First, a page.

Welcome to the latest edition of the RPC Sports Ticker - providing fortnightly bite-size updates from around the sports industry.

Access the full Sports Ticker and subscribe here

This week we consider the biggest story of the fortnight concerning Messi’s withdrawal of his transfer request, alongside the inclusion of midweek games in the Premiership Rugby calendar and Michael Jordan’s esports investment. We also take a look at the NFL’s ‘holdouts’ phenomenon and BT's new subscription model.

As always, if there are any areas you’d like more information on (or if you have any questions or feedback), please let us know or get in touch with your usual RPC contact.

1. What a Messi situation…

Lionel Messi stunned the footballing world when he officially requested to leave Barcelona, seeking to exercise a clause in his contract which allegedly allowed him to leave for free after the 2019-20 season.

2. Time to give midweek games a try?

Premiership Rugby clubs are preparing to play more than a half dozen games in less than a month, in an attempt to deal with a congested schedule.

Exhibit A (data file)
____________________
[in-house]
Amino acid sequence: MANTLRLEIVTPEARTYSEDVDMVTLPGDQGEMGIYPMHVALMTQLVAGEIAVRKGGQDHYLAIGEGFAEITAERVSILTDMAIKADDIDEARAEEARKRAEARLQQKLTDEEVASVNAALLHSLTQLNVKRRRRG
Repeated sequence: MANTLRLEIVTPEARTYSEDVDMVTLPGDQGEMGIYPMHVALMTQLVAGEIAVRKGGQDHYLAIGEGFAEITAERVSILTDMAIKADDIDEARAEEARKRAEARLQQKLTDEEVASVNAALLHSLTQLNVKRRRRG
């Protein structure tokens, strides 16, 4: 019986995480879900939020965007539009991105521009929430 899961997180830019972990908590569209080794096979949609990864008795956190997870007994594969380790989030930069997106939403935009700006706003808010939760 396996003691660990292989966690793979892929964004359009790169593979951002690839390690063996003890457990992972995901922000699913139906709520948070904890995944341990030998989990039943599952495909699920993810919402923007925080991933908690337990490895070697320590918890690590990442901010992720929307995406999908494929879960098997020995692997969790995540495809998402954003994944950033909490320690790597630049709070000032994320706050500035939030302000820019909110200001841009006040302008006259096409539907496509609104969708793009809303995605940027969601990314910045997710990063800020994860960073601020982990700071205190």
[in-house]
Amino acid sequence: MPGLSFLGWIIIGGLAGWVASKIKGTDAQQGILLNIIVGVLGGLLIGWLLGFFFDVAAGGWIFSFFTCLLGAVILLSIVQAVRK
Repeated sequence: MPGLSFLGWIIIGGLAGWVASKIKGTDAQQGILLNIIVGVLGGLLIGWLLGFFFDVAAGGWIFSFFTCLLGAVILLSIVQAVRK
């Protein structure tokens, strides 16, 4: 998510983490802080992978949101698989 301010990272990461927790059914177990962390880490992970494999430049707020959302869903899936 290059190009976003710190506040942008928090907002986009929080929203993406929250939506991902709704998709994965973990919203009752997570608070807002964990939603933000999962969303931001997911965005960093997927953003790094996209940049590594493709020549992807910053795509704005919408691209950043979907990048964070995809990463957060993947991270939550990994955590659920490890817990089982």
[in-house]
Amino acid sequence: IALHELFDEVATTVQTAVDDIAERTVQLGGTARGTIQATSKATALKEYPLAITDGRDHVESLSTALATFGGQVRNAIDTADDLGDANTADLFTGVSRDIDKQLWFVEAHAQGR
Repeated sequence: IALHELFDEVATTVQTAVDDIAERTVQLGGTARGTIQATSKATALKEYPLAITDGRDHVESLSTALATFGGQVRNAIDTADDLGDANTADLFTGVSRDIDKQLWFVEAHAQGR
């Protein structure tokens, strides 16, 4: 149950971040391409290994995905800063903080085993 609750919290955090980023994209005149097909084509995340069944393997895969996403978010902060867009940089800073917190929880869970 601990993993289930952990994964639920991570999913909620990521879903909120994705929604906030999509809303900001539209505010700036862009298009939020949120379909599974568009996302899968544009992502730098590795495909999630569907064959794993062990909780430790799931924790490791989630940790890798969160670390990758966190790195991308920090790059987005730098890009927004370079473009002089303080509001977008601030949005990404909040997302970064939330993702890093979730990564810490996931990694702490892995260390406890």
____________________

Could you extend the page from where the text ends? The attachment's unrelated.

3. Michael Jordan places his next bet on DraftKings

Retired basketball legend and ‘The Last Dance’ star Michael Jordan is taking an equity stake in American fantasy sports company DraftKings and joining the board as a ‘special advisor’ at a time of major growth in sports betting in the US.

4. Player negotiating power in the NFL

With the new NFL season almost upon us, New Orleans Saints running back Alvin Kamara is ‘holding out’. A ‘holdout’ is a term for a player that refuses to play matches until their team agree to extend their contract on more generous terms.

5. BT switches over to new model for subscriptions

During live coverage of the FA Community Shield, BT premiered its star studded ‘Unlimited Subs’ advert.

Extra time...

…and finally, in Edition 16 we commented on David Beckham's investment in new UK-based esports start-up, Guild Esports. With Beckham's backing, Guild is now planning to raise £20m by listing its shares on the London Stock Exchange. Proceeds from the share placing will be used to recruit new players, invest in the Guild brand and expand the company’s activities. Guild told potential investors the market had benefited from a “rapidly growing fan base worldwide”, arguing that some esports tournaments had attracted bigger audiences than Wimbledon, the Tour de France, and the US Open. The IPO will certainly test investor appetite for the growing esports sector, which has gained traction during the COVID-19 pandemic especially among people under the age of 35. (Click here to read more).